stripping paint and/or any old finish off of old wood is one of the most disgustingly awesome part of any project. not that you’re asking for advice or planning on doing more to the stairs in the super near future, but here’s my two cents for when you do get to the point of prettying up the stairs: Citristrip is my current personal favorite stripper – it works great, and it smells like oranges :)
Wow! You guys have not wasted any time! Nice work!
Amanda, we’ve used Citristrip in the past and found that it works great! Thanks for the tip.
I would TOTALLY need some instant gratification every once in a while if I were embarking on this type of project. Love it. (And love your vision for the dark wood/white risers…)
Also: as someone who lives in a bland box of a 1960s apartment/condo building, I can’t believe someone would cover up that arch.
Loving the updates. You’re making a lot of progress!
Ooh yes, dark tread with crisp white risers sounds lovely!
I second the Citristrip, possibly combined with a heat gun.
That is a ton of work packed into one blog post. The progress looks amazing!
I’m curious what kind of gloves you bought that you’re in love with. I just had to chuck a pair that was well past it’s prime and potentially covered in poison ivy juice after battle some in the side yard. So I’m in the market for a new pair.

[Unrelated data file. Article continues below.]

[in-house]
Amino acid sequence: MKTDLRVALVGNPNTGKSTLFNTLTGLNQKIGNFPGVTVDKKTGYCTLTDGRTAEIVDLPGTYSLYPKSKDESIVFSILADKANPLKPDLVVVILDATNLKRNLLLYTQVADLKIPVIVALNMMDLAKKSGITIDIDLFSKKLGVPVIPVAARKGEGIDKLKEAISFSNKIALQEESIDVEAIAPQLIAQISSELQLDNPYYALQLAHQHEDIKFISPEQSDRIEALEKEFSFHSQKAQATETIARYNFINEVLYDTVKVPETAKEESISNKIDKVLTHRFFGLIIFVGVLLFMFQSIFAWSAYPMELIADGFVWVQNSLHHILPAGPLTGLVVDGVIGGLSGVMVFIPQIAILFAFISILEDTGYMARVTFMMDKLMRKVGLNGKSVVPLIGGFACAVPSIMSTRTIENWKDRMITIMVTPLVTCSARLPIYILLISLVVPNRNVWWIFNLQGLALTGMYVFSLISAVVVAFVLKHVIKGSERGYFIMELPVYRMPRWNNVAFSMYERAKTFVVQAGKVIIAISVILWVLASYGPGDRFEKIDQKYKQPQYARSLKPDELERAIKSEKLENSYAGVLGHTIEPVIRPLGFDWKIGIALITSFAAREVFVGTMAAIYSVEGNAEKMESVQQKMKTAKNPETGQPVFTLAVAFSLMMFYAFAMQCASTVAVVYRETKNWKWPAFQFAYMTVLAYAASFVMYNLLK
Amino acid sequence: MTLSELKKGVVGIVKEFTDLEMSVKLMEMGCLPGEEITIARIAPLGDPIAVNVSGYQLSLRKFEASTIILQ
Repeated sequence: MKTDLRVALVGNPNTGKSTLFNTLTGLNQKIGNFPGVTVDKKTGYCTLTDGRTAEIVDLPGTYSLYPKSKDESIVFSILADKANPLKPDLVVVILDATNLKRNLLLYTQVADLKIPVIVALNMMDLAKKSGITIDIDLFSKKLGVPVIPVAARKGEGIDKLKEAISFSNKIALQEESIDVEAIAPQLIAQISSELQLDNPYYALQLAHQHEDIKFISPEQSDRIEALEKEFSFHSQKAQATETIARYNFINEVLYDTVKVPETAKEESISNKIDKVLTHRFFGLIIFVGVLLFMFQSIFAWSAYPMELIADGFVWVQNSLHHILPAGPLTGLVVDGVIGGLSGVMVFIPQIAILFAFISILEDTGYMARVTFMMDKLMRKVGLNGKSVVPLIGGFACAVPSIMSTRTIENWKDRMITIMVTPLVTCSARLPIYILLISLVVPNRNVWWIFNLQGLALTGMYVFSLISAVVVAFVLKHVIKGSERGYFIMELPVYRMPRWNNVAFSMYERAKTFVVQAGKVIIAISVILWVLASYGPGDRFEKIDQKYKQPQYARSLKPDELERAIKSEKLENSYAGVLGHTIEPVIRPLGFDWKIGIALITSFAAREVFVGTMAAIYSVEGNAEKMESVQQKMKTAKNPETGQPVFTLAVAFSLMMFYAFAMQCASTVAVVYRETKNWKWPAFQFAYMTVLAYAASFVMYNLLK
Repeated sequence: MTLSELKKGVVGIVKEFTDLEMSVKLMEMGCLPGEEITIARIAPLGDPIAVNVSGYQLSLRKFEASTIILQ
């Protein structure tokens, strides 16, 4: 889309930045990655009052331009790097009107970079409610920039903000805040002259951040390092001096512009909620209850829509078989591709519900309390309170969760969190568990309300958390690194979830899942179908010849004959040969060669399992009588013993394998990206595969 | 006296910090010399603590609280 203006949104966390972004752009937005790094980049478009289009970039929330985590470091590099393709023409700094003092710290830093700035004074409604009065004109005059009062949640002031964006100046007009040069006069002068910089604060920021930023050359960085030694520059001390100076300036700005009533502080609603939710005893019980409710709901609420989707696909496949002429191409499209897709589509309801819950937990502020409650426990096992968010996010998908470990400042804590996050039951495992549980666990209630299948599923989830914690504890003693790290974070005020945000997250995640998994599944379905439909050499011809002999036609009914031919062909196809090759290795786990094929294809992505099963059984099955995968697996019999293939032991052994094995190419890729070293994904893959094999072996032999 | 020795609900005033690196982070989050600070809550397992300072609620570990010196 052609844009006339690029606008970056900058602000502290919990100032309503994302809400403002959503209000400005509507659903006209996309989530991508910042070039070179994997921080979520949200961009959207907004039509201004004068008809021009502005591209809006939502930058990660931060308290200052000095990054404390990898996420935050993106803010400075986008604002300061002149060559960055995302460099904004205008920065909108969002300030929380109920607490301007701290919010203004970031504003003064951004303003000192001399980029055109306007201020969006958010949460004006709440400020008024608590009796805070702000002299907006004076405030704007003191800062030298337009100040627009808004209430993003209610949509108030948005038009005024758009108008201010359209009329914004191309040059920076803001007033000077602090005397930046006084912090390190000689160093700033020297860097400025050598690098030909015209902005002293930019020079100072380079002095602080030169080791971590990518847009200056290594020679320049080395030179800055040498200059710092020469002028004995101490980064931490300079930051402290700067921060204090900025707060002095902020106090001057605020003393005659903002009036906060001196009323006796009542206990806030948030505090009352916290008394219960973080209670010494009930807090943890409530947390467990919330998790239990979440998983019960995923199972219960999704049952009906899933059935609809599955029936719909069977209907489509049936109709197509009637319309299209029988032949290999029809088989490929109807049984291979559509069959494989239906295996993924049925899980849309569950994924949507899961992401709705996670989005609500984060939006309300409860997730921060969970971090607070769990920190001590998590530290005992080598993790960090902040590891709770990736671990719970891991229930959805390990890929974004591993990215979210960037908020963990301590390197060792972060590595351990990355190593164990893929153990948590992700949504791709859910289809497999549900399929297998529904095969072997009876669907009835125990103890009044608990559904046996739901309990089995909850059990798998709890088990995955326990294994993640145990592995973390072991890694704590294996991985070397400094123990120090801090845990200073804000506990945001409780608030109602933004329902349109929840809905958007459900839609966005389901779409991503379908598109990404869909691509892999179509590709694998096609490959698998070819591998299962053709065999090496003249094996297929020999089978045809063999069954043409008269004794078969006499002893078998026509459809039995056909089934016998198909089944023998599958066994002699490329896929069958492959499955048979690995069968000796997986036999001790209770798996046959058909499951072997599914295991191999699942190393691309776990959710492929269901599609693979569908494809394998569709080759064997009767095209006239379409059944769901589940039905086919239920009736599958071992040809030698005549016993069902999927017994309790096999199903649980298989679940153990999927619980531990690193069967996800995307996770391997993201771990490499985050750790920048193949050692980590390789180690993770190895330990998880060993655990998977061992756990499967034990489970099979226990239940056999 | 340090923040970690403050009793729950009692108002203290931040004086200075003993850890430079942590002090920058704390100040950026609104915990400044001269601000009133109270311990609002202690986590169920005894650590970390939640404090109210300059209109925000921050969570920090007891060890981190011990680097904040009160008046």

Thanks, guys! A heat gun, that should also be on our list of handy tools to stock up on…
Heather, I bought an inexpensive pair of all leather gardening gloves – gardening gloves were the only things that fit my tiny Asian hands! Scott already had to buy a second pair, and mine are still going strong.
We can’t wait to see the progress you’ve made in person next weekend. We’ll come ready to work!
Amazing job! We had old carpeted stairs too (I’ll be posting about that on our blog soon) but opted to recarpet ours for now. So we had the new-carpet installers tear out our old stuff, it was pretty gross. Nice work on the DIY!
loving to get to see all your progress! just wanted to say, no to the heat gun rec’d above if there’s any chance some of that paint is lead paint. Lead vaporizes at high heat so do some research if you go that route.
Tiny Homestead, this is why we love you guys. Great point!
Looks like a tough job, but you’ve made a lot of progress!
I actually enjoying seeing all the things you’ve done. It’s quite hard thing to do but you’re enjoying it. Can’t wait to see the final result.